To finish the program, Bromberg presented the world premiere of five short Lumiere Brothers’ actualities, shot in 75 millimeter for the 1900 International Exposition in Paris which projection problems prevented from being shown at the time. Locked away in archives until now, the pristine, gorgeous films revealed a train coming into a station and passengers departing, two prints of guests walking beneath the Eiffel Tower and expo grounds, and two showing a people mover sidewalk in Paris, one static shot of people riding it, and the other the view while riding it.
Donald Sutherland and Jane Fonda in the documentary “F.T.A.,” about their opposition to the war in Vietnam.
Later that afternoon, the Summit offered the world premiere of “F.T.A.,” a 1972 documentary about opposition to the Vietnam War featuring Donald Sutherland and Jane Fonda, which she introduced and helped fund.
Saturday evening, Czar of Noir Eddie Muller introduced the recently restored 1953 Argentinian noir “El Vampiro Negro,” or “Black Vampire,” which reimagines Fritz Lang’s classic film “M,” a stunning and beautiful film. A cross between “Spellbound” (1945), “The Third Man” (1949), and “M,” both 1931 and 1951, the psychological thriller features superb photography by Anibal Gonzalez Paz and an almost claustrophobic feel. Olga Zubarry, Argentina’s version of Marilyn Monroe, plays a nightclub songbird and single mother who witnesses a Buenos Aires child killer stalking the city streets. Will her daughter end up a victim?
The film features remarkable dreams/hallucinations from the killer’s mind, reminiscent of those remembered by Gregory Peck in his sessions with Ingrid Bergman’s psychiatrist in “Spellbound.” Scenes shot in the dark shadows of the city’s sewers resemble those of Carol Reed’s “The Third Man.” The movie also includes a probably unintentional tie-in to the 1942 classic “Casablanca” with the line, “Round up the usual suspects.”
Muller revealed the impressive job rescuing the film from disaster, which included stabilizing the image from warbling caused by nitrate decomposition and by re-creating footage destroyed when the emulsion pulled away from the base because it was too tightly bound. Digital preservation requiring work frame by frame restored the print’s gorgeous look and composition.
While I was unable to attend, Sunday included screenings of the restored films “Nationtime-Gary” (1972) by William Greaves, a documentary on the 1972 National Black Political Convention in Gary, Indiana, and Melvin Van Peebles’ 1968 movie “The Story of a Three-Day Pass,” an interracial love story set in France. The weekend concluded with a screening of Federico Fellini’s 1972 film “Roma.”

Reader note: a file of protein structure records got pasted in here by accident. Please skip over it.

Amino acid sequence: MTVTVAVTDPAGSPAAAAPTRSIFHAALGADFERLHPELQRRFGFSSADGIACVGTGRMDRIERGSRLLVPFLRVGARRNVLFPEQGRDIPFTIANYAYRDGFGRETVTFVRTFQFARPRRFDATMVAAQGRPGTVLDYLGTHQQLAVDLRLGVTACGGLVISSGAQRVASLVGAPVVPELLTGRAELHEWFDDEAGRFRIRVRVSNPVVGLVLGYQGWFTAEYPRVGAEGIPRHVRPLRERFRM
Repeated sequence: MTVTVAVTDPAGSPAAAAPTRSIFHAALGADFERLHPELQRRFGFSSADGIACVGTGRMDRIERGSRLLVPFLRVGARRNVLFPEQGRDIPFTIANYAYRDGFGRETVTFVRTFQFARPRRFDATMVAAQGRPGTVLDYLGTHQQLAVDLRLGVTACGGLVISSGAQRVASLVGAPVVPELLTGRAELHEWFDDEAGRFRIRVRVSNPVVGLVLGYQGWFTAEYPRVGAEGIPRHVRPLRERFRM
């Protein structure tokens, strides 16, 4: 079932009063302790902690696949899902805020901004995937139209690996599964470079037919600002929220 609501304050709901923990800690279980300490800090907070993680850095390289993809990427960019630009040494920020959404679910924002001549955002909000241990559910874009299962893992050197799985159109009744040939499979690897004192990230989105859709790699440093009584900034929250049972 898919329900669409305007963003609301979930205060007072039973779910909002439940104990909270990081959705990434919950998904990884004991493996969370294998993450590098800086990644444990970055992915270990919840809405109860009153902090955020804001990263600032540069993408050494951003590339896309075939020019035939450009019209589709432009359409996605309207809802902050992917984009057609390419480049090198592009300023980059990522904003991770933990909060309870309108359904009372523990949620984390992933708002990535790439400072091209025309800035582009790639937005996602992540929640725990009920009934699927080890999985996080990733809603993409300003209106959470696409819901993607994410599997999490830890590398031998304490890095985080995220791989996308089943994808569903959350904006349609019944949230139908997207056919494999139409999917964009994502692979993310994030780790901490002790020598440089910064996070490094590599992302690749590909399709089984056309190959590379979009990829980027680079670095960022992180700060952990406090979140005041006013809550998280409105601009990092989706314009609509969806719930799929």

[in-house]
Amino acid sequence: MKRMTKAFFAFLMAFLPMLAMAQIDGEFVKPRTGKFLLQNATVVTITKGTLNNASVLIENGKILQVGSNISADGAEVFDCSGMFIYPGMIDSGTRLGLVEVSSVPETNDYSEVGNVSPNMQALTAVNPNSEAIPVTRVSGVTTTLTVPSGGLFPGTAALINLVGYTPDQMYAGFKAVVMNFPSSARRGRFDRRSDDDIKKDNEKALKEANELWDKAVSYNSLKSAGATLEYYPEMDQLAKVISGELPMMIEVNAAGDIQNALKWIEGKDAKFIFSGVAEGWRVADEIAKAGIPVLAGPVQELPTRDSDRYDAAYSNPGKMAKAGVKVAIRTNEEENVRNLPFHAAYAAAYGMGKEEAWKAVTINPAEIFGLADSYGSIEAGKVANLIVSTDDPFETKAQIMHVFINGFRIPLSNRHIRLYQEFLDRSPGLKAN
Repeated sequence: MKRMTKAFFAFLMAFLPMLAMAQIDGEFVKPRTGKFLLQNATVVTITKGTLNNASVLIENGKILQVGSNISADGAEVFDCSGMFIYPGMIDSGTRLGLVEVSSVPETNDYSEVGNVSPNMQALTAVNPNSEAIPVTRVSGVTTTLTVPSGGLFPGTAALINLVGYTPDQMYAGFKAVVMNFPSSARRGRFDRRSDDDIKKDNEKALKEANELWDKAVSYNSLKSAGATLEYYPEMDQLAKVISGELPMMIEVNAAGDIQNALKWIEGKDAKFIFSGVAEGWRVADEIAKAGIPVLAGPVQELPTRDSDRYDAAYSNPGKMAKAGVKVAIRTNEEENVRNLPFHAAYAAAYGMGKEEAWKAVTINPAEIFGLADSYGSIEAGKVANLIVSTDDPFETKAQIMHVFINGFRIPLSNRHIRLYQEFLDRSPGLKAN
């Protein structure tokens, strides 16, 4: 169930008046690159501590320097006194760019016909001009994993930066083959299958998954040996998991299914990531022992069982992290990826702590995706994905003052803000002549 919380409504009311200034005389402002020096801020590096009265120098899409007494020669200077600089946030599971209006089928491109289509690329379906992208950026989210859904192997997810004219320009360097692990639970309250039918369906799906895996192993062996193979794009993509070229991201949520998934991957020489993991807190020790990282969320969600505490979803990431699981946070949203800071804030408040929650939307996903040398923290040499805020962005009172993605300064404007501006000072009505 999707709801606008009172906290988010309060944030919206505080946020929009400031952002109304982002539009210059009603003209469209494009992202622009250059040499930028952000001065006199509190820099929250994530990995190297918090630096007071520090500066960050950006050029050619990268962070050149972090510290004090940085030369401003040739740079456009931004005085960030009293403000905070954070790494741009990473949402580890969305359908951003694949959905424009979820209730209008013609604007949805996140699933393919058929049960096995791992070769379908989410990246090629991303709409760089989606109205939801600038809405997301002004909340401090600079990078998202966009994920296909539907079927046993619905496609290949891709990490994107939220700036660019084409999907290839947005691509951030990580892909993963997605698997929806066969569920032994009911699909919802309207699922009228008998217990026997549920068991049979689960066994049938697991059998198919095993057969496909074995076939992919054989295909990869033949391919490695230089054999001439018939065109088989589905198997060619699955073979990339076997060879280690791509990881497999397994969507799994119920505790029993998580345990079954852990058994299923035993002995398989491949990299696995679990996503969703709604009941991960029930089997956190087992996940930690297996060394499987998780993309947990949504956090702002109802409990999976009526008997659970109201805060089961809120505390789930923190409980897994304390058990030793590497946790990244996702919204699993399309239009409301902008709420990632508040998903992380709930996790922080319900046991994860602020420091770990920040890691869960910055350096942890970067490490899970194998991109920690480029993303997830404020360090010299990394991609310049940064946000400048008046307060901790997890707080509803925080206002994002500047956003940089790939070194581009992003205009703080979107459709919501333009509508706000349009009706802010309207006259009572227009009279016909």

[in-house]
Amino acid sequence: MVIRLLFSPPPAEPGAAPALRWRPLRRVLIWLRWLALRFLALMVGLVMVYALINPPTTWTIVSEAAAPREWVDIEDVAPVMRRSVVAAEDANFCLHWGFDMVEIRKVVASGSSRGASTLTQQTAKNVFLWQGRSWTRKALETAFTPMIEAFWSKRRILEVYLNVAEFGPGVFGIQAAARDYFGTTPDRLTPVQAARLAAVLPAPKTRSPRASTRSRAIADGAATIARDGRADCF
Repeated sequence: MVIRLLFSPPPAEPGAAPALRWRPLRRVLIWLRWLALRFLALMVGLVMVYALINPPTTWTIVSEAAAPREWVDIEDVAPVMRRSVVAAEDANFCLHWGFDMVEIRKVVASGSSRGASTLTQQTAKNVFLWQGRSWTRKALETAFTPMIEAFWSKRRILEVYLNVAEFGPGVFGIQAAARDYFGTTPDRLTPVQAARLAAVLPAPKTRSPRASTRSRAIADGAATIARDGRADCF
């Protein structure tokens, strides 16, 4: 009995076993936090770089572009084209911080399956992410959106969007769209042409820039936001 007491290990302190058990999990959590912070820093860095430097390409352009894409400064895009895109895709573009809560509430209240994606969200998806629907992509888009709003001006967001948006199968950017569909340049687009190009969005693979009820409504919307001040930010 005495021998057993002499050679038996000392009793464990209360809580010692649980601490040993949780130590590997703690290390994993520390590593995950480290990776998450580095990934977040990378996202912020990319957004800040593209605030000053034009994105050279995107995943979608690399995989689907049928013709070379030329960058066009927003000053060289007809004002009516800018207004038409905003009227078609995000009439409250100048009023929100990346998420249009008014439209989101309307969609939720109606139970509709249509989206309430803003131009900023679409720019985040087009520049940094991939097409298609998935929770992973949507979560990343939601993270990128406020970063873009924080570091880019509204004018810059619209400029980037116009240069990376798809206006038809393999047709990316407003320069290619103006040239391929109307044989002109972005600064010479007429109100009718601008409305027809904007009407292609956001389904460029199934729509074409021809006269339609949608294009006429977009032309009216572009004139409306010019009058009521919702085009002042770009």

The Hollywood Foreign Press Assn. is to be commended for its strong commitment to preservation, from funding restoration projects to providing lectures and discussions of the work involved in saving films. Most important, they aim to make all the films they preserve available for public exhibition, a notable virtue in a day when actual screenings in a theater are threatened by new technology.
More silent films need restoration before they all disappear!!! The need is urgent and important. We also need more of them placed on DVD for the greater public to learn of and enjoy! Please!! Sincerely, Cheryl – (Former wife of character actor Carlos Romero, & former daughter in law of silent actress Malvina Polo, (and her Father was the great silent star Eddie Polo). *We all loved Antonio Moreno’s work as well! He was one of the screen’s first lovers and action hero’s. These great star’s work should not be cast aside or forgotten. Please help.
Thanks for this article, but it contains the common description “Two-strip Technicolor”, even to the extent that it says two rolls of film run through the camera. There was never any such process. Two-COLOR Technicolor ran a single strip of film, and using a prism created two images, one after the other. Red and Blue filters created images for each color, which were recombined during printing to create the color print.
Three-strip Technicolor, beginning in 1932, was correct, running three rolls of film in the camera for all of the primary colors, thus resulting in a full color print.
ex-VP Film Preservation, Turner Entertainment and Warner Bros.
Thank you, yes, I put that one frame was red, the other green, but forgot to remove the former description.